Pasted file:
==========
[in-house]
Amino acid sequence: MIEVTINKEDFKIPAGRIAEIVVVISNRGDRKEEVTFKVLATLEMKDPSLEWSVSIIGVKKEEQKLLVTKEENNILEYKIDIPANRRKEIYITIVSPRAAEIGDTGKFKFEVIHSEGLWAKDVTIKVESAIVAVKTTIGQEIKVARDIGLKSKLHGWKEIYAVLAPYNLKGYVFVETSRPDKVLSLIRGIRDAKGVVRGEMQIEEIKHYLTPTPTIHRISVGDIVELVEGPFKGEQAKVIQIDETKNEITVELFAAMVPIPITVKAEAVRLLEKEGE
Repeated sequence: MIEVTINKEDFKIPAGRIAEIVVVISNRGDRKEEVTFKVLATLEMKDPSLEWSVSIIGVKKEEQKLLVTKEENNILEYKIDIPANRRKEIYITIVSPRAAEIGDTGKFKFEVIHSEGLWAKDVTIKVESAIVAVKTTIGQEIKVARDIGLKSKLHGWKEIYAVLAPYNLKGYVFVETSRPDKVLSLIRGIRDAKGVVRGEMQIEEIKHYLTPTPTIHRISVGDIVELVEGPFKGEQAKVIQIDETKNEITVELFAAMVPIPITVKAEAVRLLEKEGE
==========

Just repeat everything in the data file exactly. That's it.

[in-house]
Amino acid sequence: MIEVTINKEDFKIPAGRIAEIVVVISNRGDRKEEVTFKVLATLEMKDPSLEWSVSIIGVKKEEQKLLVTKEENNILEYKIDIPANRRKEIYITIVSPRAAEIGDTGKFKFEVIHSEGLWAKDVTIKVESAIVAVKTTIGQEIKVARDIGLKSKLHGWKEIYAVLAPYNLKGYVFVETSRPDKVLSLIRGIRDAKGVVRGEMQIEEIKHYLTPTPTIHRISVGDIVELVEGPFKGEQAKVIQIDETKNEITVELFAAMVPIPITVKAEAVRLLEKEGE
Repeated sequence: MIEVTINKEDFKIPAGRIAEIVVVISNRGDRKEEVTFKVLATLEMKDPSLEWSVSIIGVKKEEQKLLVTKEENNILEYKIDIPANRRKEIYITIVSPRAAEIGDTGKFKFEVIHSEGLWAKDVTIKVESAIVAVKTTIGQEIKVARDIGLKSKLHGWKEIYAVLAPYNLKGYVFVETSRPDKVLSLIRGIRDAKGVVRGEMQIEEIKHYLTPTPTIHRISVGDIVELVEGPFKGEQAKVIQIDETKNEITVELFAAMVPIPITVKAEAVRLLEKEGE